Going Green, Again

The Challenge

This project is an infomercial for a leading Korean Karaoke brand. The product is awesome and superior in a lot of ways but the features are highly technical. The challenge was to make a fresh video that would stick and sell to anybody–from high-profile artists to simple buyers and sellers in Raon–a place in Manila where one can find almost anything cheaper than anywhere else. It must also sell even without audio because it will also be displayed in windows and places not so conducive to hearing what one is watching. And of course, everything must fit in a budget. So I wrote a script that would make a talent become three individuals to represent competition, shoot in one location but put them in three different ones and make them interact with each other to spice it up–possible only with green screen.

karaokeQueen02

Filming infomercial using my favorite color–green 🙂

The Process

Shooting in green screen is easy if you plan ahead and make a detailed shot list. Filming three different characters with a single talent can become confusing and post production a mess if not done properly. With proper planning, shot list and a good slate, it’s quite simple, really. The only problem with green screen production are the heavy computer processing required of HD footage and the different layers of keying processes. Chroma setting would be different for the talent, her hair, the product and props as they have different shininess and reactions to light. There would be lots of tweaking, masking, keyframing, and sleepless nights.

Tips

If you’re planning to shoot on blue or green screen, plan ahead, make a shot list with details of props, location, shooting time, wardrobe, etc. so you can shoot systematically. Shooting all sequences with the same scene settings in one sweep will make everything a lot easier and light. You will gain respect from everybody this way, as well.

Light your subject and your background separately and keep your lighting on the green backdrop as even as possible. This will keep you keying process a lot easier. Avoid shiny props as these will reflect the green backdrop. Anything green on the recorded video gets invisible upon keying causing more editing time which you probably wouldn’t have.

Have a backup audio recording. In my case, I recorded the talent’s voice via two wired lapel mics, the first goes to a Phantom-powered Zoom H4N and the second one goes directly to the camera. My DSLR audio recording is not perfect but when the first recording have irreparable pops, backup audio is the life-saver.

One thing to keep in mind is the post production time frame. Yes, with a wild imagination, fresh ideas come out but they can also make post production become really tedious if not difficult. Submit a realistic and attainable schedule so you won’t put a lot of stress on yourself trying to beat your own deadline. You may have control on the execution of your story but not on you computer’s video rendering capability. Go easy on the blurs and avoid semi-transparent shadows and feathers.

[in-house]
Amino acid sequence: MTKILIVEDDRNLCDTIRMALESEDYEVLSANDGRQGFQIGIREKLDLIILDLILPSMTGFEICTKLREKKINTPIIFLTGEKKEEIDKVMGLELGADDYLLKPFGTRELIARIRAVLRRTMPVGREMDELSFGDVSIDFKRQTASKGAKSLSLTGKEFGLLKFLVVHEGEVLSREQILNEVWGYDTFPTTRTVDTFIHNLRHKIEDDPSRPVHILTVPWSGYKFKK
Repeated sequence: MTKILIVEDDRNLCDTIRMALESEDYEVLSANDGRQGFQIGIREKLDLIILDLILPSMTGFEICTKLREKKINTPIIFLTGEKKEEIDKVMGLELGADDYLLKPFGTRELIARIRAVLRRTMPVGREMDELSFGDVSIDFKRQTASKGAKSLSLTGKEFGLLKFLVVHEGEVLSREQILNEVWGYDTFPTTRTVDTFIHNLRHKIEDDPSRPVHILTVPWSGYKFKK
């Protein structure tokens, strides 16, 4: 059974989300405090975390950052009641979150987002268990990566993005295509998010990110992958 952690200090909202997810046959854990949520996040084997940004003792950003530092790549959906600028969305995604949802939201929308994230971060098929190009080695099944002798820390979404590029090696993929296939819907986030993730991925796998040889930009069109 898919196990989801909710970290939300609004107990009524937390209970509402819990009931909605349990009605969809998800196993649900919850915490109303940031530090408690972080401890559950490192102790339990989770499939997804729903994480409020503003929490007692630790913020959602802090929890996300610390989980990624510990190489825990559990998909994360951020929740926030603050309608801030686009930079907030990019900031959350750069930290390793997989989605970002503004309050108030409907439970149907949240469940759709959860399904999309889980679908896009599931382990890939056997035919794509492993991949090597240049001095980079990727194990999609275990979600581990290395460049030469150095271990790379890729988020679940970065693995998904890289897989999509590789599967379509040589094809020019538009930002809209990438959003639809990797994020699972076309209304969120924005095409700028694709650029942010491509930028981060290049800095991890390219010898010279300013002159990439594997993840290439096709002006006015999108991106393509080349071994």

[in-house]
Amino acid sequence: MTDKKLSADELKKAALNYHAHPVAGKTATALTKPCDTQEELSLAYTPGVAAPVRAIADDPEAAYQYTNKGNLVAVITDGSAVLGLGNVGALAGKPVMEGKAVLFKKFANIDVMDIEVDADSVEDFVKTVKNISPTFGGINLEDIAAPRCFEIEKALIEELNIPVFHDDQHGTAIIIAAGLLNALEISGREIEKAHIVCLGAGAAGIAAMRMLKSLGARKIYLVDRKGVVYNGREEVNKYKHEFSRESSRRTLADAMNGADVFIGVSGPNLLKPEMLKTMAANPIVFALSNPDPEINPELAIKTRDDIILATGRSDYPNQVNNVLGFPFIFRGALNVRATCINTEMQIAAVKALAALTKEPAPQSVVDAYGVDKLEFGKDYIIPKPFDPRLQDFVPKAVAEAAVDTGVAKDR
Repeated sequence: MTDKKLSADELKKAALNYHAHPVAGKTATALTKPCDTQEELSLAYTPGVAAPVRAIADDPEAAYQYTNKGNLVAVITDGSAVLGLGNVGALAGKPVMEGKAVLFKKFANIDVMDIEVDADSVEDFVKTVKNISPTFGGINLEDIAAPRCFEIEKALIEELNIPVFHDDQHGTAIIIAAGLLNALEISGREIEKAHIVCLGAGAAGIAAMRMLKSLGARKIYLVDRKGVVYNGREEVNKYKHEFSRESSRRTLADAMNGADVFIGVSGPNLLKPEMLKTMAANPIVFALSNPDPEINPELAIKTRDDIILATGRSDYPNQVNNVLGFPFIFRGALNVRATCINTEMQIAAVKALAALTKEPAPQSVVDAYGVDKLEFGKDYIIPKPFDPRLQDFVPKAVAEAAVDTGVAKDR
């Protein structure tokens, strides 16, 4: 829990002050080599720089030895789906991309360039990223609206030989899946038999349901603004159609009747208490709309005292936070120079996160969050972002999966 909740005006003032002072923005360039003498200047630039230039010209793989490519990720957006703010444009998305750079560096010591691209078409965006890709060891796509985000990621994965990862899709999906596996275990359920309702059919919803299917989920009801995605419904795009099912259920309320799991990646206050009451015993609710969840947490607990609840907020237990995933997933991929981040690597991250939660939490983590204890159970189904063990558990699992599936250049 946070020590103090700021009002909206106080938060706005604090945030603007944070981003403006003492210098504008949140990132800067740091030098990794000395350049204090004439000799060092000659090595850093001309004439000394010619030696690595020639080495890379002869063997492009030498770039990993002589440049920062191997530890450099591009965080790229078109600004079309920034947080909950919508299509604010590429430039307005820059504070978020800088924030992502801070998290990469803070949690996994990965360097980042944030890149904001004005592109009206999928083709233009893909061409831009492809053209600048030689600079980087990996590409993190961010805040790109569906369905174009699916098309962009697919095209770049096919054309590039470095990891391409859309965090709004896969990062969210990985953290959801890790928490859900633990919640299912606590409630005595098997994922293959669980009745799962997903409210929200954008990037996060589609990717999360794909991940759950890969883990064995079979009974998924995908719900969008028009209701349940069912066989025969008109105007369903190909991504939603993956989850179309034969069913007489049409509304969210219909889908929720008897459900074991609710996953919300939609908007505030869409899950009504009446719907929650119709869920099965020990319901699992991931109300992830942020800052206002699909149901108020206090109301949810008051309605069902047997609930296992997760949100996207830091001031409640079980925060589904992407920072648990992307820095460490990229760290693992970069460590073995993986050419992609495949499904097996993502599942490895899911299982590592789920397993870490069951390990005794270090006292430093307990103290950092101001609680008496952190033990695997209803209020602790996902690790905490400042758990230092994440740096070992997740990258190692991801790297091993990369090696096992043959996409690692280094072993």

One trick to make editing and re-editing a lot quicker is to prerender the chroma keying and graphic elements in different layers so that if changes are needed to be done on your animation or subtitles, you would not have to render everything again and again. Graphic elements with alpha matte renders in seconds to a few minutes. Chroma keying however, can take a few hours depending on your tweaks and number of layers. It makes sense not to pre-render them together. I use PNG sequences for all my prerenders for optimum-quality output.

From a Missing Airplane to Houses in Ashes

Burnt houses by Ruptly

My best buddies on this assignment:

  • Trash bag – it protected my camera and rig from remaining water cannons and water sprouts from broken pipes and rain.
  • My pair of Converse shoes – it stood hot piles of debris and the murky puddles of charred wood, earth and ashes.
  • Rain coat (which I gave out to evacuees)

To get to the core of this burnt 2.5-hectare settlement, I had to get through a still-hot and smoking remains of a house, come out of a window to the river dike and get through another rubble at the end of it then go through isles of debris. Everything is hot and smoking, if not wet, and the result–surreal.

See the fire.

Documercial in the Countryside

Just finished filming a documercial in Tarlac for the United Kingdom.Documercial Production

In this project, we followed a day in the lives of a single mother living in a shanty converted from half of a duck shelter big enough for a bamboo bed that she shares with her two children and of a wife and mother selling fish in the villages with her blind husband on a pedal tribike, a few days before Christmas in the countryside villages of La Paz, Tarlac, Philippines.

With my wife Marvie doing the interview, my Canon and Magic Lantern buddies and sweaters, I was able to capture as much angles as possible, without disrupting their normal work, from dawn to dusk.

The biggest challenge in this job is the limited time we have to film both subjects that conflicts with their daily routine as one has to continuously sell her perishable goods all day while the other one has to check on the draws of small town lottery she books and tend to her little children and the small window of opportunity to film in the busy village store giving us a hard time setting up the interviews but we pulled it off.

Although this work is probably more of a documentary for research and product development, it was by far the closest I got to humanity as a video producer.

Film Education

Now this is a gem for a never-graduating film student like me. This find is the most comprehensive film education I have stumbled upon so far. A film analysis of one of my favorite films, story and cinematography-wise, “Prisoners” in a 30-minute intensive video essay by Must See Films.